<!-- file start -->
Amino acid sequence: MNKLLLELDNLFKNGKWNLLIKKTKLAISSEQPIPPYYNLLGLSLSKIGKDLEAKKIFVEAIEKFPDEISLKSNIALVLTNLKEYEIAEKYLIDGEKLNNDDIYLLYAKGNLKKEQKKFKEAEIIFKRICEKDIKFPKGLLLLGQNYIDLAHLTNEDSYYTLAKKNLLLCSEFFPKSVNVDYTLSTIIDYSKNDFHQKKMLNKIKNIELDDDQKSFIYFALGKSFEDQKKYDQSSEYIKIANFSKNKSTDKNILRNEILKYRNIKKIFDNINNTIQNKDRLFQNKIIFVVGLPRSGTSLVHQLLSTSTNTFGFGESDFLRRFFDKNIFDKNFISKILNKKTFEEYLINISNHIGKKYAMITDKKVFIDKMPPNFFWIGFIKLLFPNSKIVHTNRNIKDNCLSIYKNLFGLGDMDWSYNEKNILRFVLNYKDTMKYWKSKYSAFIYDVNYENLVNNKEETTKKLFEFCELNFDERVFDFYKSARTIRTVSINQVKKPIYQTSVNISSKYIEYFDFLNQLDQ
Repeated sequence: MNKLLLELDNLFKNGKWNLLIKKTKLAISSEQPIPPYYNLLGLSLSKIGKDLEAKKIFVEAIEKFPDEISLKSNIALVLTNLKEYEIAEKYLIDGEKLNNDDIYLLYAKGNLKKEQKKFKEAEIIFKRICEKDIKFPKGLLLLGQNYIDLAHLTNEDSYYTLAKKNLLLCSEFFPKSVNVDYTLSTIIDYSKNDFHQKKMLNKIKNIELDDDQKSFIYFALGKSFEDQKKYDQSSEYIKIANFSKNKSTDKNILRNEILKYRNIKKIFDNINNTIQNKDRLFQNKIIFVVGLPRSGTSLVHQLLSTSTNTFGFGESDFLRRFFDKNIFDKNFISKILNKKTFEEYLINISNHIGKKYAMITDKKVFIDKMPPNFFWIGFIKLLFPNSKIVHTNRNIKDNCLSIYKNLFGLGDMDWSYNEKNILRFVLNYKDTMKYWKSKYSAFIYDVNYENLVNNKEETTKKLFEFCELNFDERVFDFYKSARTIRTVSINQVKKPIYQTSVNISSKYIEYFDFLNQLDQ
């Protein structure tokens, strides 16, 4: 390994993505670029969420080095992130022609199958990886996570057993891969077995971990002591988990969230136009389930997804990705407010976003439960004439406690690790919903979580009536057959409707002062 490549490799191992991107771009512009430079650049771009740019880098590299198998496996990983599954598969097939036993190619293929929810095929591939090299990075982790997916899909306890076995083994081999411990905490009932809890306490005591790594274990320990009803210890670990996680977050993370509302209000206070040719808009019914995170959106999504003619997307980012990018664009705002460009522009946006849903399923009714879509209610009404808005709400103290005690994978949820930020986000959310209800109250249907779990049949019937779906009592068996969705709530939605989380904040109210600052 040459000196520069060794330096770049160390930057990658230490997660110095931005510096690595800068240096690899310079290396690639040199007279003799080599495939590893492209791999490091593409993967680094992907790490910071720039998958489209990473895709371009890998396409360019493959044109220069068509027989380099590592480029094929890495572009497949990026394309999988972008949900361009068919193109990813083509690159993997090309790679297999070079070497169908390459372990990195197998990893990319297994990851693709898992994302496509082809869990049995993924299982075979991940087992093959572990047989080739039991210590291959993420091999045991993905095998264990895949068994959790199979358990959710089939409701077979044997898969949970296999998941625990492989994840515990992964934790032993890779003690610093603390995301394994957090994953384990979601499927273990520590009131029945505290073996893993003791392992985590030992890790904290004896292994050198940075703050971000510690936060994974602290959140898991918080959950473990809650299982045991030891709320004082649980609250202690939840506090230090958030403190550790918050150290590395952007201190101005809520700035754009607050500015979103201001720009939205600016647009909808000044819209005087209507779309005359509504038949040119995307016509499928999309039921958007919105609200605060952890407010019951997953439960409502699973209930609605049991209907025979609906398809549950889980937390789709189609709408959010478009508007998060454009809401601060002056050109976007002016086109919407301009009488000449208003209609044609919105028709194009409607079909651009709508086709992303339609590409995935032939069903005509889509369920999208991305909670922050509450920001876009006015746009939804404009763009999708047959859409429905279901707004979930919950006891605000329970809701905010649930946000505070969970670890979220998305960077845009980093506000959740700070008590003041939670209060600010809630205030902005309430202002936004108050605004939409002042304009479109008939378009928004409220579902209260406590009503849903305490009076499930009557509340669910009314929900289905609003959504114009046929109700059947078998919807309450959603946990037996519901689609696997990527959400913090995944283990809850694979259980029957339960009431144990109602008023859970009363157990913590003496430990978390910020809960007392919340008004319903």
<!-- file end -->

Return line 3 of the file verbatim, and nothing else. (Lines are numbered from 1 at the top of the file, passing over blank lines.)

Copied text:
């Protein structure tokens, strides 16, 4: 390994993505670029969420080095992130022609199958990886996570057993891969077995971990002591988990969230136009389930997804990705407010976003439960004439406690690790919903979580009536057959409707002062 490549490799191992991107771009512009430079650049771009740019880098590299198998496996990983599954598969097939036993190619293929929810095929591939090299990075982790997916899909306890076995083994081999411990905490009932809890306490005591790594274990320990009803210890670990996680977050993370509302209000206070040719808009019914995170959106999504003619997307980012990018664009705002460009522009946006849903399923009714879509209610009404808005709400103290005690994978949820930020986000959310209800109250249907779990049949019937779906009592068996969705709530939605989380904040109210600052 040459000196520069060794330096770049160390930057990658230490997660110095931005510096690595800068240096690899310079290396690639040199007279003799080599495939590893492209791999490091593409993967680094992907790490910071720039998958489209990473895709371009890998396409360019493959044109220069068509027989380099590592480029094929890495572009497949990026394309999988972008949900361009068919193109990813083509690159993997090309790679297999070079070497169908390459372990990195197998990893990319297994990851693709898992994302496509082809869990049995993924299982075979991940087992093959572990047989080739039991210590291959993420091999045991993905095998264990895949068994959790199979358990959710089939409701077979044997898969949970296999998941625990492989994840515990992964934790032993890779003690610093603390995301394994957090994953384990979601499927273990520590009131029945505290073996893993003791392992985590030992890790904290004896292994050198940075703050971000510690936060994974602290959140898991918080959950473990809650299982045991030891709320004082649980609250202690939840506090230090958030403190550790918050150290590395952007201190101005809520700035754009607050500015979103201001720009939205600016647009909808000044819209005087209507779309005359509504038949040119995307016509499928999309039921958007919105609200605060952890407010019951997953439960409502699973209930609605049991209907025979609906398809549950889980937390789709189609709408959010478009508007998060454009809401601060002056050109976007002016086109919407301009009488000449208003209609044609919105028709194009409607079909651009709508086709992303339609590409995935032939069903005509889509369920999208991305909670922050509450920001876009006015746009939804404009763009999708047959859409429905279901707004979930919950006891605000329970809701905010649930946000505070969970670890979220998305960077845009980093506000959740700070008590003041939670209060600010809630205030902005309430202002936004108050605004939409002042304009479109008939378009928004409220579902209260406590009503849903305490009076499930009557509340669910009314929900289905609003959504114009046929109700059947078998919807309450959603946990037996519901689609696997990527959400913090995944283990809850694979259980029957339960009431144990109602008023859970009363157990913590003496430990978390910020809960007392919340008004319903």